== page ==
One of the best things about this flourless chocolate cake is how easy it is to make: You mix it all in the food processor or blender in about 5 minutes. I used to make it with sugar, but no one really noticed when I switched. It's especially nice with some homemade whipped cream and a little sugar-free white chocolate sauce on top!
Prep Time: 5 minutes
Cook Time: 30 minutes
2 cups pecans
1/3 cup cocoa
1 t baking powder
1/4 teaspoon salt
1/2 cup (I stick) butter, melted
1 teaspoon vanilla
1/4 cup erythritol* (optional)
Artificial sweetener equivalent to 1 cup sugar
1/2 cup water
Heat oven to 350°F. Grease a bunt cake pan, a 8" or 9" round pan or spring-form pan.
Process pecans in food processor - pulse until they are meal - but they won't get quite as small as corn meal.
Add the rest of the dry ingredients and pulse again. (Note on erythritol: You can do this recipe with all artificial sweetener, but I've begun experimenting with partial erythritol, with success. I haven't tested all different combinations yet, though - it may be that more erythritol is even better.)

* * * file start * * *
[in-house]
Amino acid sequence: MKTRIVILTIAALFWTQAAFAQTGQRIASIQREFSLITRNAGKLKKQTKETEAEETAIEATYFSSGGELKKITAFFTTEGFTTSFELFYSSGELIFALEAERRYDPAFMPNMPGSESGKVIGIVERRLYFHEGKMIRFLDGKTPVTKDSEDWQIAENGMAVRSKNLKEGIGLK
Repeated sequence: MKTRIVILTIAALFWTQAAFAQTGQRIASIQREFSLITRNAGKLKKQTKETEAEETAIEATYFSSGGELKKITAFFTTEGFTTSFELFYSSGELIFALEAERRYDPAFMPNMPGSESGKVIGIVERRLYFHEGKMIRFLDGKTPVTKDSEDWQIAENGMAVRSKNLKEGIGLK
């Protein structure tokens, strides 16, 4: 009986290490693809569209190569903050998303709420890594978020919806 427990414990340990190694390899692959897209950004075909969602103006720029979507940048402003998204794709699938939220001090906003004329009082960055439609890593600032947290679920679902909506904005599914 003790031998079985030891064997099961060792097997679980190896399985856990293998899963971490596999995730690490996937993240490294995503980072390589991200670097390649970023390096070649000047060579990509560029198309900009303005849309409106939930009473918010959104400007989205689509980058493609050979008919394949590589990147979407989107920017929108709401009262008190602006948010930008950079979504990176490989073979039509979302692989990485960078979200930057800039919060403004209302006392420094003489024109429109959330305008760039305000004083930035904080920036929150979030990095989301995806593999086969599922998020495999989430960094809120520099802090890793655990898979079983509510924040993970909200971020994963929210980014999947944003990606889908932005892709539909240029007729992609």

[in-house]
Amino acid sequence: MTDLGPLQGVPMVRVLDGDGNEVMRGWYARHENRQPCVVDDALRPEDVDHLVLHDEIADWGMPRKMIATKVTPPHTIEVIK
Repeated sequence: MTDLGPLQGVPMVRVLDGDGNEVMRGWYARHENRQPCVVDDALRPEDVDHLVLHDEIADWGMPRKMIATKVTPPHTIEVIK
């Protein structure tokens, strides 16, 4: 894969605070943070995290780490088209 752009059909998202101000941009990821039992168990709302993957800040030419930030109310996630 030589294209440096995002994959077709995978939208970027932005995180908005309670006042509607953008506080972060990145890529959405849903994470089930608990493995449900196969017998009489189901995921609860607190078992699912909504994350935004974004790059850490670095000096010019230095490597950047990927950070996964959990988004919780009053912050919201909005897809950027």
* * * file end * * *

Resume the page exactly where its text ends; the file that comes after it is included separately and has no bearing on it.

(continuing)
Add the wet ingredients and process until well-blended.
Pour into pan and bake. The exact time will vary with the pan. Start checking at about 25 minutes until toothpick inserted in center comes out clean.
Cut when cool. If desired, serve with homemade whipped cream and/or chocolate sauce.
Each of 8 servings has 2 grams of effective carbohydrate
4 grams of fiber,
6 grams of protein,
*Erythritol is a natural sugar alcohol (a type of sugar substitute) which has been approved for use in the United States and throughout much of the world. It occurs naturally in fruits and fermented foods. At industrial level, it is produced from glucose by fermentation with a yeast, Moniliella pollinis. It is 60–70% as sweet as table sugar yet it is almost non-caloric, does not affect blood sugar, does not cause tooth decay, and is absorbed by the body, therefore unlikely to cause gastric side effects unlike other sugar alcohols. Under U.S. Food and Drug Administration (FDA) labeling requirements, it has a caloric value of 0.2 calories per gram (95% less than sugar and other carbohydrates), though nutritional labelling varies from country to country—some countries like Japan label it as zero-calorie, while European Union regulations currently label it and all other sugar alcohols at 2.4 kcal/g.